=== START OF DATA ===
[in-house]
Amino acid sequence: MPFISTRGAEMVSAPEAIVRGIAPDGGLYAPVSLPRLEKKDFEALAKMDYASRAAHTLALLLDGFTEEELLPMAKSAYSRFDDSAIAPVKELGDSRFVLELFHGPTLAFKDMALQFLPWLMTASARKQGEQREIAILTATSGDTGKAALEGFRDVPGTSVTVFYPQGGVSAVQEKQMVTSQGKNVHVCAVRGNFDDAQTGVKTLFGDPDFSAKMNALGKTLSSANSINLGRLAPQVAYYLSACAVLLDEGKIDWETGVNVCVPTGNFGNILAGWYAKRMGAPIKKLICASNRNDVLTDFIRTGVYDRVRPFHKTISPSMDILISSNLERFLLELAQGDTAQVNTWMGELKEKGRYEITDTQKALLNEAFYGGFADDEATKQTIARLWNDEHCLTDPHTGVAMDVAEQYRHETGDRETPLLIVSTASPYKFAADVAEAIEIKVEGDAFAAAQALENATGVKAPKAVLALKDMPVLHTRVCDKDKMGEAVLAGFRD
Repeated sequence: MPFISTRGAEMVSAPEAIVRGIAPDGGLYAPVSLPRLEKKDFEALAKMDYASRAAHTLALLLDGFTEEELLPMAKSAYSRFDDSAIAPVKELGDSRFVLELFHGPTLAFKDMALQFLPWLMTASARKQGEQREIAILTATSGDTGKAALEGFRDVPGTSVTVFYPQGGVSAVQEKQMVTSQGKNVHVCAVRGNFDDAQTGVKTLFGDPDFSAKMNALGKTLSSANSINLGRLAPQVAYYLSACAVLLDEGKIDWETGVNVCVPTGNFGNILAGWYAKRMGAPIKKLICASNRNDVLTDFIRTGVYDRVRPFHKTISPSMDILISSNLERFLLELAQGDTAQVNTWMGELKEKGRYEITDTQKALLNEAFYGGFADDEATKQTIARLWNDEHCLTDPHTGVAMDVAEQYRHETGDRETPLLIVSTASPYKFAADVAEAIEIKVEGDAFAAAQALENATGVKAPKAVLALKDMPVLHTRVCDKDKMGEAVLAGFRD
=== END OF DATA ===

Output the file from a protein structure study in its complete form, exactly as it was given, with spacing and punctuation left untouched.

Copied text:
[in-house]
Amino acid sequence: MPFISTRGAEMVSAPEAIVRGIAPDGGLYAPVSLPRLEKKDFEALAKMDYASRAAHTLALLLDGFTEEELLPMAKSAYSRFDDSAIAPVKELGDSRFVLELFHGPTLAFKDMALQFLPWLMTASARKQGEQREIAILTATSGDTGKAALEGFRDVPGTSVTVFYPQGGVSAVQEKQMVTSQGKNVHVCAVRGNFDDAQTGVKTLFGDPDFSAKMNALGKTLSSANSINLGRLAPQVAYYLSACAVLLDEGKIDWETGVNVCVPTGNFGNILAGWYAKRMGAPIKKLICASNRNDVLTDFIRTGVYDRVRPFHKTISPSMDILISSNLERFLLELAQGDTAQVNTWMGELKEKGRYEITDTQKALLNEAFYGGFADDEATKQTIARLWNDEHCLTDPHTGVAMDVAEQYRHETGDRETPLLIVSTASPYKFAADVAEAIEIKVEGDAFAAAQALENATGVKAPKAVLALKDMPVLHTRVCDKDKMGEAVLAGFRD
Repeated sequence: MPFISTRGAEMVSAPEAIVRGIAPDGGLYAPVSLPRLEKKDFEALAKMDYASRAAHTLALLLDGFTEEELLPMAKSAYSRFDDSAIAPVKELGDSRFVLELFHGPTLAFKDMALQFLPWLMTASARKQGEQREIAILTATSGDTGKAALEGFRDVPGTSVTVFYPQGGVSAVQEKQMVTSQGKNVHVCAVRGNFDDAQTGVKTLFGDPDFSAKMNALGKTLSSANSINLGRLAPQVAYYLSACAVLLDEGKIDWETGVNVCVPTGNFGNILAGWYAKRMGAPIKKLICASNRNDVLTDFIRTGVYDRVRPFHKTISPSMDILISSNLERFLLELAQGDTAQVNTWMGELKEKGRYEITDTQKALLNEAFYGGFADDEATKQTIARLWNDEHCLTDPHTGVAMDVAEQYRHETGDRETPLLIVSTASPYKFAADVAEAIEIKVEGDAFAAAQALENATGVKAPKAVLALKDMPVLHTRVCDKDKMGEAVLAGFRD